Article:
Corinne's Reviews > A Laodicean

A Laodicean by Thomas Hardy
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Feb 10, 09

bookshelves: ward-book-club
Read in February, 2009

I have read Thomas Hardy before, so I wasn't afraid to read this very-small-print-and-many-pages book that my book club chose for this month. Sadly, The Laodicean took me far longer to get into than Tess and I never did find any love or real sympathy for the main characters.

The plot is thus: George Somerset is a young architect who stumbles into the life of the lovely Paula Powers. Not only is Paula the heiress of her late father's railroad fortune, she is also the new owner of Stancy Castle, the ancestral home of the De Stancy Family. Paula's desire to refurbish the castle often throw George and Paula into each other's company and a one-sided romance ensues. I won't share any more of the drama, in case you choose to read this, but let it be said that there is a plethora of drama, of the serialized, soap opera type. People are wooing, people are illegitimate sons, people are forging telegrams - misunderstandings and deceits abound.

An ongoing theme throughout the book is the contrast between historical and modern, forward and backward thinking, staunchly kept vows and lukewarm devotion. Paula is the ultimate representative of all that is lukewarm - her vagueness and indecision was incredibly frustrating, although she does reap the consequences, somewhat. Her desire to be both avant-garde and yet a part of a grand old family makes her a bit of an enigma. George is steadfast and honest, but far too simpering for me. They each have companions that help and hinder them, providing a good portion of all that aforementioned drama.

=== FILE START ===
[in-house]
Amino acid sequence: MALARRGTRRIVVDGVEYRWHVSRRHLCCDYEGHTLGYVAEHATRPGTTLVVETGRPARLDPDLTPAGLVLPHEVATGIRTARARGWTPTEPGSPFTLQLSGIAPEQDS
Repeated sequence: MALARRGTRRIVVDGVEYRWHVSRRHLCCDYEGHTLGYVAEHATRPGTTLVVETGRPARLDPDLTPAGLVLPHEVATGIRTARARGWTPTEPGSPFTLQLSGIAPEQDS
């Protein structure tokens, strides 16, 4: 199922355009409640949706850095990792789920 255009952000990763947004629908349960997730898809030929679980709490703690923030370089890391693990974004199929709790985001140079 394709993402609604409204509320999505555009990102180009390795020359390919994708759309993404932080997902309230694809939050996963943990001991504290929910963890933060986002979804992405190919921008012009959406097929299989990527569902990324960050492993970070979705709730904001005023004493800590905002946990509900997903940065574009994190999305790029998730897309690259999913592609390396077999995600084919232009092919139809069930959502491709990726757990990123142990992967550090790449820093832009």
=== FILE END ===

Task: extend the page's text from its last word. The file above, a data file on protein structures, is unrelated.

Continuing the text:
I like how Hardy set up the plot - always omniscient narrator but giving us a vision of the same scene from different viewpoints and cluing us in to things the other character's don't yet know. I enjoyed having architecture and design itself as a subplot to the book. He is a magnificent writer, I'll give him that, even though I thought this book as a whole was not really up to par. For example:

I have thought of fifty things to say to you of the too far sort, not one of any other; how unfortunate then is your prohibition, by which I am doomed to say things that do not rise spontaneously to my lips, but have to be made, shaped and fashioned.


Although I liked his style and found it, for the most part, fairly readable - this book went on way too long. Even if I hadn't known that it was a serialized publication, I could've guessed based on how certain scenes dragged on. I won't say it's not worth reading - I just don't think I'll be picking it up again.
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